The Big Country Anti Violence Association is committed to a vision of a future where our community is free of violence.
It is the goal of the committee to educate, to advocate for and to promote the reduction of violence in our community.
According to the Alberta Council of Women’s shelters 2021 Data Release, in 2020/21:
• Shelters received 52,300 calls from people seeking support
• 5,602 women, children, and seniors were admitted to emergency shelters across the province
• 533 women and children were admitted to second stage shelters
• In Alberta, the RCMP reported 29,588 domestic violence calls across the province during the 2020/21 fiscal year, and 15 domestic homicides.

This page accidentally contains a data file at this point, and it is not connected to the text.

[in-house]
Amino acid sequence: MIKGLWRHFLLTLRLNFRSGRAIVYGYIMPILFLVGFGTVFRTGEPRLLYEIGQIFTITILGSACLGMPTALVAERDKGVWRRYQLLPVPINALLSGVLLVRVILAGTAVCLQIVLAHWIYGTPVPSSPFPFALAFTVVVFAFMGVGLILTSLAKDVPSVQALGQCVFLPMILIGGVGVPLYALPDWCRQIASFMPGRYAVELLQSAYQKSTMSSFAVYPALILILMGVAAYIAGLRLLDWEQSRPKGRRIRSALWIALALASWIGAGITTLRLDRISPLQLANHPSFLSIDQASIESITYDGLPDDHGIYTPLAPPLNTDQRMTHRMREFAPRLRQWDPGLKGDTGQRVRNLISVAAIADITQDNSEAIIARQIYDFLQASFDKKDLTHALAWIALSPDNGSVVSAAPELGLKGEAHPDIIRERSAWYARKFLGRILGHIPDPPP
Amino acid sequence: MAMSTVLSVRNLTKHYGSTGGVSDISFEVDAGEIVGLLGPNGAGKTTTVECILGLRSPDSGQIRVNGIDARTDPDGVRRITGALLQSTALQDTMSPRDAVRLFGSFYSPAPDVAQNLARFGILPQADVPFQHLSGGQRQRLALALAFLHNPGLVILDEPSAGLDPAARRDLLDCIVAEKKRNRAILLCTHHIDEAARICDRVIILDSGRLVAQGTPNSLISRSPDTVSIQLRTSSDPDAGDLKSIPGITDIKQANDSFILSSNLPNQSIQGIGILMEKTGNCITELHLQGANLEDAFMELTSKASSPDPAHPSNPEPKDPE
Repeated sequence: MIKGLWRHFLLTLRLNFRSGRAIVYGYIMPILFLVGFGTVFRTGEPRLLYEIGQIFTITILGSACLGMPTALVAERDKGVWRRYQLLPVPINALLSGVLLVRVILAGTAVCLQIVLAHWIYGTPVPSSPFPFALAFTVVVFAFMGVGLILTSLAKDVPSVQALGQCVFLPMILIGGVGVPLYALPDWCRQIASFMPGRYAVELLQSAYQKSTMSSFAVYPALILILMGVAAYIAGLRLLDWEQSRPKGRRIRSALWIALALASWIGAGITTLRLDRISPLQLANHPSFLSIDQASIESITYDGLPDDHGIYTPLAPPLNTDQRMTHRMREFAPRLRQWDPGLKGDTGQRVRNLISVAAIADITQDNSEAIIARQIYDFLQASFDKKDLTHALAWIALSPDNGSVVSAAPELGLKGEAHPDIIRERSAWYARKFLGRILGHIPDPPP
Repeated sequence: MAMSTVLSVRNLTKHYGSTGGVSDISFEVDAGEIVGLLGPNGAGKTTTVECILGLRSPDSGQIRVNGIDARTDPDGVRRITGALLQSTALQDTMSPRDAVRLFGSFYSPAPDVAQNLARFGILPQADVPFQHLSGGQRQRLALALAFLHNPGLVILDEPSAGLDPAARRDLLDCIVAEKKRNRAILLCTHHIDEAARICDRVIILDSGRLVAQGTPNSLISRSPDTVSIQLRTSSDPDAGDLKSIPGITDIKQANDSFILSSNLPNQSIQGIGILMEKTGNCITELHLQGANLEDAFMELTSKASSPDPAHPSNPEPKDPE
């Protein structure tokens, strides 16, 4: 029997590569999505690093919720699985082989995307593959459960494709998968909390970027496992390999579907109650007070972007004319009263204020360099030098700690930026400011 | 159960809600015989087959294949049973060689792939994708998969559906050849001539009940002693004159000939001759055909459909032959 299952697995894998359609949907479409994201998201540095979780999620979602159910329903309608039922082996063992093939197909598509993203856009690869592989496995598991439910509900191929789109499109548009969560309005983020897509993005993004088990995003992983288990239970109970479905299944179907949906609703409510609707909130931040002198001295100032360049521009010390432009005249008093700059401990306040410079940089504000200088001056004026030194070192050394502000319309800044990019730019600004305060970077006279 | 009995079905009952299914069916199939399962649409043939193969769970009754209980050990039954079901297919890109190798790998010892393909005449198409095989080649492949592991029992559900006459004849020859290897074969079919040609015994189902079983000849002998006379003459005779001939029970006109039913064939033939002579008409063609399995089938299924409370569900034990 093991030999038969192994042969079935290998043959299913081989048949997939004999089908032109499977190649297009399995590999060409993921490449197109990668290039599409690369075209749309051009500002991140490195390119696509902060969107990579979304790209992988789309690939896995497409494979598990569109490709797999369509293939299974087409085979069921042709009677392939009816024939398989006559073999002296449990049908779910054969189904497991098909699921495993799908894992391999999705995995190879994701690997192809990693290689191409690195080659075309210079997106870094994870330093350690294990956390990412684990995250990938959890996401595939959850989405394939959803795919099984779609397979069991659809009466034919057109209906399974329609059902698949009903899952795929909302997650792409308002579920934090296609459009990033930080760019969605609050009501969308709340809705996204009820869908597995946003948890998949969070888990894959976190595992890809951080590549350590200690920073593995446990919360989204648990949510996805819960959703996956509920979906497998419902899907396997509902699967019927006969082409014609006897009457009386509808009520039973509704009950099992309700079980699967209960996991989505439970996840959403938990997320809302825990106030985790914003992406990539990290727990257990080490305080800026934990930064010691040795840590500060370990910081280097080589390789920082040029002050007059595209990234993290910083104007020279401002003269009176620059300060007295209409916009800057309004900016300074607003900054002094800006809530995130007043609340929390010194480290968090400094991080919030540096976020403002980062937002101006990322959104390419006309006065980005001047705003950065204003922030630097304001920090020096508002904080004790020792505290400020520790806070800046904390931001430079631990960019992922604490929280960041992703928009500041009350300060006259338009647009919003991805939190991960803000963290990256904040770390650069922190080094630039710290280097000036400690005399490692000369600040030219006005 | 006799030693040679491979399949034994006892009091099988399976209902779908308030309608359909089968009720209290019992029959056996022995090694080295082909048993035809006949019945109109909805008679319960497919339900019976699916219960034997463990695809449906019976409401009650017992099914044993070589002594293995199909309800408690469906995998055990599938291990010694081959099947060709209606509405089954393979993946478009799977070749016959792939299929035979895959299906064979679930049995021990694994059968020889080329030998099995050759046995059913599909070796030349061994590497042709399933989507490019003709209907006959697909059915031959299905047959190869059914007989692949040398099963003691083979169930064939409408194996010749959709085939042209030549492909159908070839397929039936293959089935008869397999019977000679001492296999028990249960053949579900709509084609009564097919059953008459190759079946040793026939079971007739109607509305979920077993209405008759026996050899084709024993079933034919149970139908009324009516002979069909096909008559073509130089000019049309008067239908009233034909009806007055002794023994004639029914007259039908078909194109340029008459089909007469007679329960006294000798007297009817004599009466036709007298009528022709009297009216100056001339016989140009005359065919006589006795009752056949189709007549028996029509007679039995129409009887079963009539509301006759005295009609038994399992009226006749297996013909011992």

• The number of women accessing outreach programming has grown over the pandemic, from 3,700 in 2019/20 to 6,100 in 2020/21
• 66,687 Albertans were served through residential stays, outreach, or calls to shelters.
•In central Alberta (excluding Edmonton), 591 women with 345 children were admitted to emergency shelters. 23 women with 42 children were admitted to second stage shelters.
The Angel Street Project was first created in Iqaluit, Nunavut as a reminder that violence and abuse are unacceptable and that respect, fairness and equality are the rights of all citizens. Now Angel streets, crescents, squares and corners are being developed across our country to honor and respect those lives lost because of domestic violence. Check out the Angels Corner in Drumheller, located at the southwest corner of the Gordon Taylor Bridge